Despite the promising clinical benefit of targeted and immune checkpoint blocking therapeutics, current strategies have limited success in breast cancer, indicating that additional inhibitory pathways are required to complement existing therapeutics. TAM receptors (Tyro-3, Axl, and Mertk) are often correlated with poor prognosis because of their capacities to sustain an immunosuppressive environment. Here, we ablate Axl on tumor cells using CRISPR/Cas9 gene editing, and by targeting Mertk in the tumor microenvironment (TME), we observed distinct functions of TAM as oncogenic kinases, as well as inhibitory immune receptors. Depletion of Axl suppressed cell intrinsic oncogenic properties, decreased tumor growth, reduced the incidence of lung metastasis and increased overall survival of mice when injected into mammary fat pad of syngeneic mice, and demonstrated synergy when combined with anti-PD-1 therapy. Blockade of Mertk function on macrophages decreased efferocytosis, altered the cytokine milieu, and resulted in suppressed macrophage gene expression patterns. Mertk-knockout mice or treatment with anti-Mertk–neutralizing mAb also altered the cellular immune profile, resulting in a more inflamed tumor environment with enhanced T-cell infiltration into tumors and T-cell–mediated cytotoxicity. The antitumor activity from Mertk inhibition was abrogated by depletion of cytotoxic CD8a T cells by using anti-CD8a mAb or by transplantation of tumor cells into B6.CB17-Prkdc SCID mice. Our data indicate that targeting Axl expressed on tumor cells and Mertk in the TME is predicted to have a combinatorial benefit to enhance current immunotherapies and that Axl and Mertk have distinct functional activities that impair host antitumor response. Significance: This study demonstrates how TAM receptors act both as oncogenic tyrosine kinases and as receptors that mediate immune evasion in cancer progression.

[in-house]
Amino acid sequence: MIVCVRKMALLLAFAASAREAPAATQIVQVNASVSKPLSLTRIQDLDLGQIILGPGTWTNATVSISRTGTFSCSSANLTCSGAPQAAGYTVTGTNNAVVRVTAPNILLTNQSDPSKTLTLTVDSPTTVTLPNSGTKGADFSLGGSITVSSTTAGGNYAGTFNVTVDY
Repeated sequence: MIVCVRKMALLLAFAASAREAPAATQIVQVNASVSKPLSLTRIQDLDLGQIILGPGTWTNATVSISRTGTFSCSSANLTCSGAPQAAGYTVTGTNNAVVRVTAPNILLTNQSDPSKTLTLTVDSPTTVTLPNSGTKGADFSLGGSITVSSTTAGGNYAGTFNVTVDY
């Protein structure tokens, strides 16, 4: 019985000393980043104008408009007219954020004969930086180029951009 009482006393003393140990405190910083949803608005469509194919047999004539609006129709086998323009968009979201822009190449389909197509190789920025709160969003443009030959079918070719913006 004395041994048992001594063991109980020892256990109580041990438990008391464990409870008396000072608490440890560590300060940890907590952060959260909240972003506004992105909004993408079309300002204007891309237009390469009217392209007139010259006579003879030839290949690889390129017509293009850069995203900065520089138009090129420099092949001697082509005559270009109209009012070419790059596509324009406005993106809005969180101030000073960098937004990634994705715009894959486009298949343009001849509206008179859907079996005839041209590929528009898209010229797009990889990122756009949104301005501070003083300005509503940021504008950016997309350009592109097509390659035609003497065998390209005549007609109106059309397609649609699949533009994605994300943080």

|Original language||American English|
|Number of pages||15|
|State||Published - Feb 1 2021|
ASJC Scopus subject areas
- Cancer Research